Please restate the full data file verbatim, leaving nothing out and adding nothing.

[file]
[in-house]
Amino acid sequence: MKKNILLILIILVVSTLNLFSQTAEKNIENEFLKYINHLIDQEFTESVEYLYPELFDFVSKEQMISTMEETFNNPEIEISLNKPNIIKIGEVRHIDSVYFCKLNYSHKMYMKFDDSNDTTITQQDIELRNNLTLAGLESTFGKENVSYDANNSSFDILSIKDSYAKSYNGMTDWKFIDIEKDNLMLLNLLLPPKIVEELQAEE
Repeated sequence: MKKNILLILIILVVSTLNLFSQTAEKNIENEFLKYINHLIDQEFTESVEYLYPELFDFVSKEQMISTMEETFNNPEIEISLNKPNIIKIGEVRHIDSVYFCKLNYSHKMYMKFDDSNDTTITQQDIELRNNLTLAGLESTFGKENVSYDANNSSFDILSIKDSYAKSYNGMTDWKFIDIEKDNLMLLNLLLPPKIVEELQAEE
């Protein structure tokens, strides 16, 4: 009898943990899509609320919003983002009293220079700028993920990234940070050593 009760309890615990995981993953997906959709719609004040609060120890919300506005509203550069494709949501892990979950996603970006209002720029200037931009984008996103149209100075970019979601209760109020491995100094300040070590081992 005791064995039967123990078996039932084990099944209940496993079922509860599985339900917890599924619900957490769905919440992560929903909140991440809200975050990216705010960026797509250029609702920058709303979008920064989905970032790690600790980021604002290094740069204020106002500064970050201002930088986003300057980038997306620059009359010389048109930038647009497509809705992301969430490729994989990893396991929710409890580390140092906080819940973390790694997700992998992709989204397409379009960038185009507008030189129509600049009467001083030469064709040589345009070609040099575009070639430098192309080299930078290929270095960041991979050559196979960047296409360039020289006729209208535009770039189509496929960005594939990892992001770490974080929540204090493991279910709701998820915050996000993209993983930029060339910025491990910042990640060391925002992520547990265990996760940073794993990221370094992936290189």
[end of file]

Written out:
[in-house]
Amino acid sequence: MKKNILLILIILVVSTLNLFSQTAEKNIENEFLKYINHLIDQEFTESVEYLYPELFDFVSKEQMISTMEETFNNPEIEISLNKPNIIKIGEVRHIDSVYFCKLNYSHKMYMKFDDSNDTTITQQDIELRNNLTLAGLESTFGKENVSYDANNSSFDILSIKDSYAKSYNGMTDWKFIDIEKDNLMLLNLLLPPKIVEELQAEE
Repeated sequence: MKKNILLILIILVVSTLNLFSQTAEKNIENEFLKYINHLIDQEFTESVEYLYPELFDFVSKEQMISTMEETFNNPEIEISLNKPNIIKIGEVRHIDSVYFCKLNYSHKMYMKFDDSNDTTITQQDIELRNNLTLAGLESTFGKENVSYDANNSSFDILSIKDSYAKSYNGMTDWKFIDIEKDNLMLLNLLLPPKIVEELQAEE
């Protein structure tokens, strides 16, 4: 009898943990899509609320919003983002009293220079700028993920990234940070050593 009760309890615990995981993953997906959709719609004040609060120890919300506005509203550069494709949501892990979950996603970006209002720029200037931009984008996103149209100075970019979601209760109020491995100094300040070590081992 005791064995039967123990078996039932084990099944209940496993079922509860599985339900917890599924619900957490769905919440992560929903909140991440809200975050990216705010960026797509250029609702920058709303979008920064989905970032790690600790980021604002290094740069204020106002500064970050201002930088986003300057980038997306620059009359010389048109930038647009497509809705992301969430490729994989990893396991929710409890580390140092906080819940973390790694997700992998992709989204397409379009960038185009507008030189129509600049009467001083030469064709040589345009070609040099575009070639430098192309080299930078290929270095960041991979050559196979960047296409360039020289006729209208535009770039189509496929960005594939990892992001770490974080929540204090493991279910709701998820915050996000993209993983930029060339910025491990910042990640060391925002992520547990265990996760940073794993990221370094992936290189």